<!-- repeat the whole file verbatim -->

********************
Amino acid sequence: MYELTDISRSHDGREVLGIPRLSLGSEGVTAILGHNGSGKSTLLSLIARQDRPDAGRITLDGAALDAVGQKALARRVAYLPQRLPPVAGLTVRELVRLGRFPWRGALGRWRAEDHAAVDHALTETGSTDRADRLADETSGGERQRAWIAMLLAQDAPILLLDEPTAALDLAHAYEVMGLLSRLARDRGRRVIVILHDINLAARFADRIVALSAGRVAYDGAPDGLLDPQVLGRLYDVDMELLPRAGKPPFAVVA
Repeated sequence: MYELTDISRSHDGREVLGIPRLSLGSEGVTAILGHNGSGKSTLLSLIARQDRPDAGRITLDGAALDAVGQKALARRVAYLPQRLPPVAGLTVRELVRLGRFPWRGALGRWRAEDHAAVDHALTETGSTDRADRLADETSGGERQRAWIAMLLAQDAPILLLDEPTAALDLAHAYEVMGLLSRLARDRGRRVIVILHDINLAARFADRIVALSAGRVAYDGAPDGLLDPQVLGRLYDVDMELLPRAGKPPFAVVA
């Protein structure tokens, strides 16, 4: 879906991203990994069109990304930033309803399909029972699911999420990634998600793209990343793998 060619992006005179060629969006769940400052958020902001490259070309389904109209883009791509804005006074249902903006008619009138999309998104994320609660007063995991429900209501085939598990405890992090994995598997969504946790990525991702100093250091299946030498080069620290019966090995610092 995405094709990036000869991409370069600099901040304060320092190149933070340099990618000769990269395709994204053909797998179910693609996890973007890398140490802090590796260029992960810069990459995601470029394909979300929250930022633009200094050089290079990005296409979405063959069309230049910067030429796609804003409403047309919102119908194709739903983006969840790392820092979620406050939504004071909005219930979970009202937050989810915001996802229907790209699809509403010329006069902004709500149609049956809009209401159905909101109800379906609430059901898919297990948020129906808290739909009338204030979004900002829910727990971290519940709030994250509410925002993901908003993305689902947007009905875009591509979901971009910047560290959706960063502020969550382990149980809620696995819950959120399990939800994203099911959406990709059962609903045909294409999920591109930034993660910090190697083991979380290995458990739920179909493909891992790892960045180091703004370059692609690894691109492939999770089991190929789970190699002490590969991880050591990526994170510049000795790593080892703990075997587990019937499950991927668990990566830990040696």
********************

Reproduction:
Amino acid sequence: MYELTDISRSHDGREVLGIPRLSLGSEGVTAILGHNGSGKSTLLSLIARQDRPDAGRITLDGAALDAVGQKALARRVAYLPQRLPPVAGLTVRELVRLGRFPWRGALGRWRAEDHAAVDHALTETGSTDRADRLADETSGGERQRAWIAMLLAQDAPILLLDEPTAALDLAHAYEVMGLLSRLARDRGRRVIVILHDINLAARFADRIVALSAGRVAYDGAPDGLLDPQVLGRLYDVDMELLPRAGKPPFAVVA
Repeated sequence: MYELTDISRSHDGREVLGIPRLSLGSEGVTAILGHNGSGKSTLLSLIARQDRPDAGRITLDGAALDAVGQKALARRVAYLPQRLPPVAGLTVRELVRLGRFPWRGALGRWRAEDHAAVDHALTETGSTDRADRLADETSGGERQRAWIAMLLAQDAPILLLDEPTAALDLAHAYEVMGLLSRLARDRGRRVIVILHDINLAARFADRIVALSAGRVAYDGAPDGLLDPQVLGRLYDVDMELLPRAGKPPFAVVA
């Protein structure tokens, strides 16, 4: 879906991203990994069109990304930033309803399909029972699911999420990634998600793209990343793998 060619992006005179060629969006769940400052958020902001490259070309389904109209883009791509804005006074249902903006008619009138999309998104994320609660007063995991429900209501085939598990405890992090994995598997969504946790990525991702100093250091299946030498080069620290019966090995610092 995405094709990036000869991409370069600099901040304060320092190149933070340099990618000769990269395709994204053909797998179910693609996890973007890398140490802090590796260029992960810069990459995601470029394909979300929250930022633009200094050089290079990005296409979405063959069309230049910067030429796609804003409403047309919102119908194709739903983006969840790392820092979620406050939504004071909005219930979970009202937050989810915001996802229907790209699809509403010329006069902004709500149609049956809009209401159905909101109800379906609430059901898919297990948020129906808290739909009338204030979004900002829910727990971290519940709030994250509410925002993901908003993305689902947007009905875009591509979901971009910047560290959706960063502020969550382990149980809620696995819950959120399990939800994203099911959406990709059962609903045909294409999920591109930034993660910090190697083991979380290995458990739920179909493909891992790892960045180091703004370059692609690894691109492939999770089991190929789970190699002490590969991880050591990526994170510049000795790593080892703990075997587990019937499950991927668990990566830990040696």